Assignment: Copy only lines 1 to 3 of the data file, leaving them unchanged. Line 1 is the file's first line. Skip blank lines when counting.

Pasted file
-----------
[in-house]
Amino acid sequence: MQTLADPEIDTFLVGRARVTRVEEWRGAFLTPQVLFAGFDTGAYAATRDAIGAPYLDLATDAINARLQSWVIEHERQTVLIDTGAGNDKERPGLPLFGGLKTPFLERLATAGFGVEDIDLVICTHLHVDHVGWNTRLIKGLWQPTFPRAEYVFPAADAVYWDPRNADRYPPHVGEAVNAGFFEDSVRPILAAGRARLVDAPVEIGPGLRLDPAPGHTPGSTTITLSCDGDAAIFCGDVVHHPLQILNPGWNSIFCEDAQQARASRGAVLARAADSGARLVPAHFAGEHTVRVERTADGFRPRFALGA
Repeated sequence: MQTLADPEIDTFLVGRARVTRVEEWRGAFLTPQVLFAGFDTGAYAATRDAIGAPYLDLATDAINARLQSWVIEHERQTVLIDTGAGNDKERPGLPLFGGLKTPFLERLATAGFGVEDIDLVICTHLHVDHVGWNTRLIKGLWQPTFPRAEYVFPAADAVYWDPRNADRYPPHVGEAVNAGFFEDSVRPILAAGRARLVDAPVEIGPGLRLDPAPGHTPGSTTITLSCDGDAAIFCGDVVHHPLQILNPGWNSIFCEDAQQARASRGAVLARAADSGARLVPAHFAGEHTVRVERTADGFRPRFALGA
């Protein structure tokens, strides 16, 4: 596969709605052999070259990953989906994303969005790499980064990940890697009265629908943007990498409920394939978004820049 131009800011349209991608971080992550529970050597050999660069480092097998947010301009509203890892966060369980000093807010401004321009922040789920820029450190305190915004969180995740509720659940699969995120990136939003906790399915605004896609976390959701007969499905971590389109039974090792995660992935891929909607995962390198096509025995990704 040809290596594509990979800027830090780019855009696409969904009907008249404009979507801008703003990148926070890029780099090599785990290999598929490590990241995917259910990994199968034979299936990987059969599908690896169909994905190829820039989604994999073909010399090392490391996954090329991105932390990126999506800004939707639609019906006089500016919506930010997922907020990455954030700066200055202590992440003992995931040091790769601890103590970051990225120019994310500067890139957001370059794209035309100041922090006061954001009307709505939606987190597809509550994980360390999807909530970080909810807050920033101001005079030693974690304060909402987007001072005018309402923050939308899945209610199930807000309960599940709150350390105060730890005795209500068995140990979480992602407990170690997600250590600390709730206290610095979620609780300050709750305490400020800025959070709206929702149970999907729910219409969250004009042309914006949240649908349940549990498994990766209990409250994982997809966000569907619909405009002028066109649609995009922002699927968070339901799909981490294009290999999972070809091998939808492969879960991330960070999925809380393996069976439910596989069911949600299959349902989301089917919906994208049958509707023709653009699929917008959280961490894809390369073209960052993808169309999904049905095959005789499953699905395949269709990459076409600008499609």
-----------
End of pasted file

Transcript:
[in-house]
Amino acid sequence: MQTLADPEIDTFLVGRARVTRVEEWRGAFLTPQVLFAGFDTGAYAATRDAIGAPYLDLATDAINARLQSWVIEHERQTVLIDTGAGNDKERPGLPLFGGLKTPFLERLATAGFGVEDIDLVICTHLHVDHVGWNTRLIKGLWQPTFPRAEYVFPAADAVYWDPRNADRYPPHVGEAVNAGFFEDSVRPILAAGRARLVDAPVEIGPGLRLDPAPGHTPGSTTITLSCDGDAAIFCGDVVHHPLQILNPGWNSIFCEDAQQARASRGAVLARAADSGARLVPAHFAGEHTVRVERTADGFRPRFALGA
Repeated sequence: MQTLADPEIDTFLVGRARVTRVEEWRGAFLTPQVLFAGFDTGAYAATRDAIGAPYLDLATDAINARLQSWVIEHERQTVLIDTGAGNDKERPGLPLFGGLKTPFLERLATAGFGVEDIDLVICTHLHVDHVGWNTRLIKGLWQPTFPRAEYVFPAADAVYWDPRNADRYPPHVGEAVNAGFFEDSVRPILAAGRARLVDAPVEIGPGLRLDPAPGHTPGSTTITLSCDGDAAIFCGDVVHHPLQILNPGWNSIFCEDAQQARASRGAVLARAADSGARLVPAHFAGEHTVRVERTADGFRPRFALGA